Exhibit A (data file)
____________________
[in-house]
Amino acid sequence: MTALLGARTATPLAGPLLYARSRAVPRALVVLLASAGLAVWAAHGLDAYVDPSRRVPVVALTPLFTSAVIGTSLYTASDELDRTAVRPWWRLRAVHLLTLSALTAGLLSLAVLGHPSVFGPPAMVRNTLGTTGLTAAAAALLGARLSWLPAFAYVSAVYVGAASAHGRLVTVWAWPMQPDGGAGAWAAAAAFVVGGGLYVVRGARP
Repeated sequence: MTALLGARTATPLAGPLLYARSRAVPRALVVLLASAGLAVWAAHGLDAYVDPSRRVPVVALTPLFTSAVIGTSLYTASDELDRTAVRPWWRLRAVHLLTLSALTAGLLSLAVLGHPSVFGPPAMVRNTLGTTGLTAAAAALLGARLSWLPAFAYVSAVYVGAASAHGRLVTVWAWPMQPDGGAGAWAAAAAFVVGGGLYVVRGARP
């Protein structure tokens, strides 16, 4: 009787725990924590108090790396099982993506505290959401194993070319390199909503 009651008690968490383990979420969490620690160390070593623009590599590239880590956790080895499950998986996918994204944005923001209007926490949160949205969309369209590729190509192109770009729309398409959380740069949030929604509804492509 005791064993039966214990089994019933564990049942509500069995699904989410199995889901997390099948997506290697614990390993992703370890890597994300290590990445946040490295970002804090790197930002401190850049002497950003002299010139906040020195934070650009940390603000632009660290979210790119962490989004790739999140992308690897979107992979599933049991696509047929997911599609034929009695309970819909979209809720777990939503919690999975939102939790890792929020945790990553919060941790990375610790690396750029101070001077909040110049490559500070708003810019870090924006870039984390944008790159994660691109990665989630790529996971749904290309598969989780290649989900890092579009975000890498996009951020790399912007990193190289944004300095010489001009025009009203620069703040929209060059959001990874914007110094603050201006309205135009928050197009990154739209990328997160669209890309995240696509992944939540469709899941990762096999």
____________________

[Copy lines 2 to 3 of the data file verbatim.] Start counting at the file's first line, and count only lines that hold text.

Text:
Amino acid sequence: MTALLGARTATPLAGPLLYARSRAVPRALVVLLASAGLAVWAAHGLDAYVDPSRRVPVVALTPLFTSAVIGTSLYTASDELDRTAVRPWWRLRAVHLLTLSALTAGLLSLAVLGHPSVFGPPAMVRNTLGTTGLTAAAAALLGARLSWLPAFAYVSAVYVGAASAHGRLVTVWAWPMQPDGGAGAWAAAAAFVVGGGLYVVRGARP
Repeated sequence: MTALLGARTATPLAGPLLYARSRAVPRALVVLLASAGLAVWAAHGLDAYVDPSRRVPVVALTPLFTSAVIGTSLYTASDELDRTAVRPWWRLRAVHLLTLSALTAGLLSLAVLGHPSVFGPPAMVRNTLGTTGLTAAAAALLGARLSWLPAFAYVSAVYVGAASAHGRLVTVWAWPMQPDGGAGAWAAAAAFVVGGGLYVVRGARP